Do you subscribe to the philosophy that resolutions are made to be broken, or do you believe the New Year’s holiday is an opportunity for change?
Resolution makers generally fall into one of three categories. There are the serious resolution makers who, year after year, dedicate themselves to self-improvement and use the holiday as a launching pad for success. Then there are the people who start with good intentions; however, they don’t follow through and see their goals to the end. The last group of people are the ones who make resolutions on the spot. Someone asks them what their New Year’s Resolution is and they make one up just to have something to say. I’ve certainly found myself in this group from time to time, and so have many others.
What group do you fall into?
Many people do not take this life-changing opportunity seriously. New Year is actually the perfect time to dedicate yourself to a goal. Here’s why:
• You’re in the right frame of mind. It’s a time of planning and reflection. There is no better time to make a life change than when you are assessing the past and planning for the future.
• You will have the support of friends and family committing to similar goals.
• It’s a good measurement. A year is an excellent yardstick. A year gives you enough time to plan how you’re going to achieve your goals, make mistakes, and still come out successful.
Why do we make resolutions?
When you think about resolutions you’ve made in the past, what were your reasons? What did you hope to accomplish? Were you just going along with the crowd or did you really want to change your life? When you look back, do you find that you were in the group that didn’t take the holiday and the opportunity to improve your life seriously? If so, why? Do you subscribe to the philosophy that resolutions are made to be broken, or do you believe the New Year’s holiday is an opportunity for change?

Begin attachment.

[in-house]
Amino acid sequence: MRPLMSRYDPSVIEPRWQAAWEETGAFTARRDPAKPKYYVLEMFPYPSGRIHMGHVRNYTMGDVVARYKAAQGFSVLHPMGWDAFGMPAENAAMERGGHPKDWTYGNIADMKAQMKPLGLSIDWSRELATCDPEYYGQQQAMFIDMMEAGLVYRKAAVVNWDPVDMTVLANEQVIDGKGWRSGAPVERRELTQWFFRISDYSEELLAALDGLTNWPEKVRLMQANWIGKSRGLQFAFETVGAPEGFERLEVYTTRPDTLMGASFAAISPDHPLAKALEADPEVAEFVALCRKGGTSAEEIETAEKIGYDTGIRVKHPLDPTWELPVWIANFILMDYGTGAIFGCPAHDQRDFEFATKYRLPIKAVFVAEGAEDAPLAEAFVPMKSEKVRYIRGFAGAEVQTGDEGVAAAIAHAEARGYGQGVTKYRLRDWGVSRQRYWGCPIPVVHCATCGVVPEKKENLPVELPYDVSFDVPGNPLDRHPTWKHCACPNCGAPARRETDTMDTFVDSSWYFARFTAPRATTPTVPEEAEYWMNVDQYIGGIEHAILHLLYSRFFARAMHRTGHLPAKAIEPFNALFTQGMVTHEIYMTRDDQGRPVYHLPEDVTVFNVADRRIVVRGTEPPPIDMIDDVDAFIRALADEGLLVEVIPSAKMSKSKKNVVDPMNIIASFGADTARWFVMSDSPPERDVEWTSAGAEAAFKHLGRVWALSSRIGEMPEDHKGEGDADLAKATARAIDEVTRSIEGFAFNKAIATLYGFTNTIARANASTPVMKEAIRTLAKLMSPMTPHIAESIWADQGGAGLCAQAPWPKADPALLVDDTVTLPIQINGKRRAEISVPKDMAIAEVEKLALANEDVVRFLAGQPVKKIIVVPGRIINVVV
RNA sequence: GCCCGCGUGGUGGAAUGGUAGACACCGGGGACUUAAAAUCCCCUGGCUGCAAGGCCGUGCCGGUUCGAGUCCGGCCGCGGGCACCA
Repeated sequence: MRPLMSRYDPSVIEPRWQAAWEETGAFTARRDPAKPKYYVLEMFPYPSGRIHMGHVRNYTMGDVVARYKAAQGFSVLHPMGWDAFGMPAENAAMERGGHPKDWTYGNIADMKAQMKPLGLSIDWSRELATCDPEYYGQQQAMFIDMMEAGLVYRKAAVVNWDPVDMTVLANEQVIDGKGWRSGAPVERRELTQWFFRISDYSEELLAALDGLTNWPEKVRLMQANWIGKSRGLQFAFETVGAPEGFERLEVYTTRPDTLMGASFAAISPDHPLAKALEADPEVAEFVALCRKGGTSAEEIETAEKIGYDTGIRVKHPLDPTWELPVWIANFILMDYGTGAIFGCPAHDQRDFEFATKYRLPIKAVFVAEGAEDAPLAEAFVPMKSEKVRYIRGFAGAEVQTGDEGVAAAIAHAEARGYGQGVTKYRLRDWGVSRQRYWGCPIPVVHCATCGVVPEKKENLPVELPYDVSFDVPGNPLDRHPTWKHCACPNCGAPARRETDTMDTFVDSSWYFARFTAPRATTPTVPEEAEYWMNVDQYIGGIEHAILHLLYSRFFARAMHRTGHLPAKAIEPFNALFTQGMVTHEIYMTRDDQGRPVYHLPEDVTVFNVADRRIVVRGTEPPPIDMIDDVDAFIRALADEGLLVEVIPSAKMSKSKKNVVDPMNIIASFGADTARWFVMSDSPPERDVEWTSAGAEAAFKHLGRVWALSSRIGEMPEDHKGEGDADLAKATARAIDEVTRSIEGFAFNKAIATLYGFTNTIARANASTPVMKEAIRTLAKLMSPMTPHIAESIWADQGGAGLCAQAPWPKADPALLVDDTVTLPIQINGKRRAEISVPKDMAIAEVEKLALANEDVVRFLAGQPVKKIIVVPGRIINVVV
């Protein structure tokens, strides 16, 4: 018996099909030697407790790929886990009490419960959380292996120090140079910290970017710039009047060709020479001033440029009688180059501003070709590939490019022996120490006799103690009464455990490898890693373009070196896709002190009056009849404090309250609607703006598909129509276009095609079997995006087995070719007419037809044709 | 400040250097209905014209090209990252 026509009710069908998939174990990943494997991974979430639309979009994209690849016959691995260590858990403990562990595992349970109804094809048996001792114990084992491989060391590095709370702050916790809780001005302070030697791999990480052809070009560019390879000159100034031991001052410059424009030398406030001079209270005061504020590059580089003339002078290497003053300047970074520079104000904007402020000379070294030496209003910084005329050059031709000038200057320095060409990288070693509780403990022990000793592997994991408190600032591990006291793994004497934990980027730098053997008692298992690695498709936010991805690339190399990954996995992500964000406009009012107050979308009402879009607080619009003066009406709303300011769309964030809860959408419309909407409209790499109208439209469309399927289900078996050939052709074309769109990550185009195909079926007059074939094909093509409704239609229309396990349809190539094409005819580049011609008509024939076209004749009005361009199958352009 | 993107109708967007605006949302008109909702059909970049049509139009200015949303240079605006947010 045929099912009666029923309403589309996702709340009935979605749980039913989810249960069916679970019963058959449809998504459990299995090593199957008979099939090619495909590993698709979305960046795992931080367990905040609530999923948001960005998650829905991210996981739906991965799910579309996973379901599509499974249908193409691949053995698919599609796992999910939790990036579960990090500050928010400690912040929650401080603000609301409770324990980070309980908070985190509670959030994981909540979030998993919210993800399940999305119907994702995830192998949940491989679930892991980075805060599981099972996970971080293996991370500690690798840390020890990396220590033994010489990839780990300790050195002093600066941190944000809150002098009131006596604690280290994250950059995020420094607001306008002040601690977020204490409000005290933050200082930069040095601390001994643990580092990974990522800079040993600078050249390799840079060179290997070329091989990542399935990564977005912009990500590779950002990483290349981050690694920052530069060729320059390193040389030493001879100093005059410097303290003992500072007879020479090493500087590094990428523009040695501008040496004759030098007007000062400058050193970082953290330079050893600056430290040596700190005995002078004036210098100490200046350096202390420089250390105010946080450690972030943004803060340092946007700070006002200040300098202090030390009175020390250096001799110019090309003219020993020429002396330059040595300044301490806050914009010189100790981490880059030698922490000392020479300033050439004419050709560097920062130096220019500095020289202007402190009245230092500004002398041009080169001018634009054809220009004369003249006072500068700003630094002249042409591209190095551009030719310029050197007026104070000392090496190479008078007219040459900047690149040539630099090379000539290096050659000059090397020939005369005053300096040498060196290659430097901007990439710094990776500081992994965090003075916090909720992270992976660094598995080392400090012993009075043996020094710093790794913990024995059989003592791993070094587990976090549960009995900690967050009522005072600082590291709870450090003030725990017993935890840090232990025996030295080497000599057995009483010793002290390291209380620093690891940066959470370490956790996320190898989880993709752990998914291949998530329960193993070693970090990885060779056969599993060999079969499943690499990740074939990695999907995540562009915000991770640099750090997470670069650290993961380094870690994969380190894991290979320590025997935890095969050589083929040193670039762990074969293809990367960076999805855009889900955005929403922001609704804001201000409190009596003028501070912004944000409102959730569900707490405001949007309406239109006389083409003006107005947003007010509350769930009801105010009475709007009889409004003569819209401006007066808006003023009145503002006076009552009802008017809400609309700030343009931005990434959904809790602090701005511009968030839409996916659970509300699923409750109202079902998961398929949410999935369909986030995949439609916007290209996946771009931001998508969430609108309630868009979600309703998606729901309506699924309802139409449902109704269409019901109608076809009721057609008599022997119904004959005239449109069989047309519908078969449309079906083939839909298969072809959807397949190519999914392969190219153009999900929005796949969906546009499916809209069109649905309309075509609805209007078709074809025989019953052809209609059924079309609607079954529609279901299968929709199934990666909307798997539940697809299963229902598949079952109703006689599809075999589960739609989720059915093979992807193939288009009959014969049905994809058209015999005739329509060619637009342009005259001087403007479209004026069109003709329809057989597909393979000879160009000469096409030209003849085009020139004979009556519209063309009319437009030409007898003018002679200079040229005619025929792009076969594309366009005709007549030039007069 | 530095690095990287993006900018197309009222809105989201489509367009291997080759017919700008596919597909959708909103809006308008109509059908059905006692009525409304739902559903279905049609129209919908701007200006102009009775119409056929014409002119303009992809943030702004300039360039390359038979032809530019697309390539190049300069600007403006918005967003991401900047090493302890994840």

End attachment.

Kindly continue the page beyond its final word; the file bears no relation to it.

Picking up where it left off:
If you fall into the group that believes resolutions are made to be broken, maybe it’s time for a change of heart. Maybe it’s time to make goals that will improve your life.
Want to give it a try? Here’s how:
• Choose a resolution that feels attainable. If you choose a lofty goal that you’re not confident you can achieve, you may end up giving up because you feel overwhelmed or frustrated. Choosing a goal you’re confident you can attain will help you create a pattern of success.
• Break it up into small steps. Any large goal can be broken into a series of smaller goals. For example, if you want to lose 50 pounds, begin by setting a smaller goal. Maybe losing five pounds is a good start.
• Make your goals both measurable and timely. Losing 50 pounds is a measurable goal. Losing 50 pounds in 12 months makes it timely. Now you have a deadline.
• Reward yourself
• Research potential obstacles and prepare for them.
New Year’s Resolutions don’t have to be broken. With the right frame of mind and proper goal setting techniques, New Year’s Resolutions can be successful, life changing and rewarding experiences.